# Auxilary Method

• Sep 5th 2006, 02:52 AM
Nick744
Auxilary Method
G'day,

Firstly, i'd like to say hello to everyone, also, not to mention what a great service is being run here and how many people benefit from it.

I live in Australia and am in year 11.

I have been having problems understanding the auxilary method for some strange reason. Is there anyone that could maybe explain it to me, (and hope I understand it) or point me to a website?

Thanks,
Nick
• Sep 5th 2006, 05:45 AM
ThePerfectHacker
What is that supposed to be?
I search Wikipedia, MathWorld, and Planetmath all results are negative.
• Sep 5th 2006, 02:07 PM
Nick744
Sorry. You probably use different terms in the U.S.

The Auxilary method contains the following:

$\displaystyle r = SQUAREROOT of a^2 + b^2$

sorry...forgot the code for square root...
• Sep 5th 2006, 02:12 PM
Quick
Quote:

Originally Posted by Nick744
Sorry. You probably use different terms in the U.S.

The Auxilary method contains the following:

$\displaystyle r = \sqrt{a^2 + b^2}$

sorry...forgot the code for square root...

What is the purpose of the auxilary method? (what does it do or solve)
• Sep 5th 2006, 02:14 PM
Nick744
A trig equation
• Sep 5th 2006, 02:21 PM
Quick
Quote:

Originally Posted by Nick744
A trig equation

very specific :rolleyes:

could you maybe give us one of your problems that uses the method? Because that would probably clear things up.
• Sep 5th 2006, 02:35 PM
JakeD
Quote:

Originally Posted by Nick744
Sorry. You probably use different terms in the U.S.

The Auxilary method contains the following:

$\displaystyle r = SQUAREROOT of a^2 + b^2$

sorry...forgot the code for square root...

See "5. Introducing an auxiliary angle" here.
• Sep 5th 2006, 03:55 PM
ThePerfectHacker
It is the distance from point $\displaystyle (a,b)$ to the origin.
• Sep 5th 2006, 04:17 PM
Quick
Quote:

Originally Posted by ThePerfectHacker
It is the distance from point $\displaystyle (a,b)$ to the origin.

than why $\displaystyle r$ instead of $\displaystyle d$?
• Sep 5th 2006, 04:22 PM
topsquark
Quote:

Originally Posted by Quick
than why $\displaystyle r$ instead of $\displaystyle d$?

Because when we switch from rectangular coordinates (x, y) to polar coordinates we use the form $\displaystyle (r, \theta)$, where r is the distance from the point to the origin.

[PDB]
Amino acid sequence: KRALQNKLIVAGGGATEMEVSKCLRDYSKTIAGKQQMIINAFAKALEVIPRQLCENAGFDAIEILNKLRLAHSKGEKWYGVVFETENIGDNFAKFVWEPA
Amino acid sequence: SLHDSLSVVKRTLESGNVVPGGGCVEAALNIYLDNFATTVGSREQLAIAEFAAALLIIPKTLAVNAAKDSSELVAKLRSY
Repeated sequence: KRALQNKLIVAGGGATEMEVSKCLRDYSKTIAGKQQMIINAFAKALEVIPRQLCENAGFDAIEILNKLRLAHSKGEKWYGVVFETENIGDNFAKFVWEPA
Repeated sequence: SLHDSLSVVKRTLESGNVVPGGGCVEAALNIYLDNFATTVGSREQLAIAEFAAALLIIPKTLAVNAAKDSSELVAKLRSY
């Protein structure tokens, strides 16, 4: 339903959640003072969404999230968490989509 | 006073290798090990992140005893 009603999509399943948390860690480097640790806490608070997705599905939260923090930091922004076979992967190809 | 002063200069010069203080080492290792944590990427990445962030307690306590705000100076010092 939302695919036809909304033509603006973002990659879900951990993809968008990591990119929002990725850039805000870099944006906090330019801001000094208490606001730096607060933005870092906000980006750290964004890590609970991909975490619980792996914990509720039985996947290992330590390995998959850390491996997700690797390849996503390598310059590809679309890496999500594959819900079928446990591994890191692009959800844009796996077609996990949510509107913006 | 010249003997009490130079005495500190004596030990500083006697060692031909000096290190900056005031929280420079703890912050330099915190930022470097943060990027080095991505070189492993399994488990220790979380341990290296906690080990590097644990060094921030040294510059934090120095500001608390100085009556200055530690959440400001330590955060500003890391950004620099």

-Dan
• Sep 5th 2006, 06:31 PM
CaptainBlack
Since nobody seems to have followed the link in JakeD's post here
is the guts of what it says:
• Sep 5th 2006, 11:33 PM
chancey
Quote:

Originally Posted by Nick744
I live in Australia and am in year 11.

I also live in Australia and in yr 11

What level of maths you doing? i've never heard of this auxilary method but it sounds like your talking about $\displaystyle (r, \theta)$

Do you mean something like this:
Convert the coordinates (3, 4) to polar form:

1. Find distance using distance formula $\displaystyle = \sqrt{3^2 + 4^2} = \sqrt{25} = 5$

2. Find the angle
$\displaystyle \tan \theta = \frac{4}{3}$

$\displaystyle \therefore \theta \approx 53^o$

$\displaystyle \therefore (3,4) => (5, 53^o)$

EDIT: OK, I just saw the post above, i've never seen that method before, what does it do?
• Sep 5th 2006, 11:49 PM
chancey
Ahhh, I found what your looking for in my 3 unit textbook. I sort of remmeber doing it, we didnt spend alot of time on it.

Its for solving trig equations, it some crazy method that didnt really make sense, so we didnt use it. But heres a question;

$\displaystyle a \sin \theta + b \sin \theta = r \sin (\theta + \alpha)$ where $\displaystyle r = \sqrt{a^2 + b^2}$ and $\displaystyle \tan \alpha = \frac{b}{a}$

Solve $\displaystyle 2 \sin \theta = \cos \theta$ for $\displaystyle 0^o <= \theta <= 360^o$

Solution:

$\displaystyle 2 \sin \theta = \cos \theta$

Dividing both sides by $\displaystyle \cos \theta$

$\displaystyle \frac{2 \sin \theta}{\cos \theta} = \frac{\cos \theta}{\cos \theta}$

$\displaystyle 2 \tan \theta = 1$

$\displaystyle \tan \theta = 0.5$

Since tan is positive in the first and forth quadrants:
$\displaystyle \theta \approx 26^o, 206^o$

How that has anything to do with this fancy equation solving thing I dunno? Thats probly why we never used it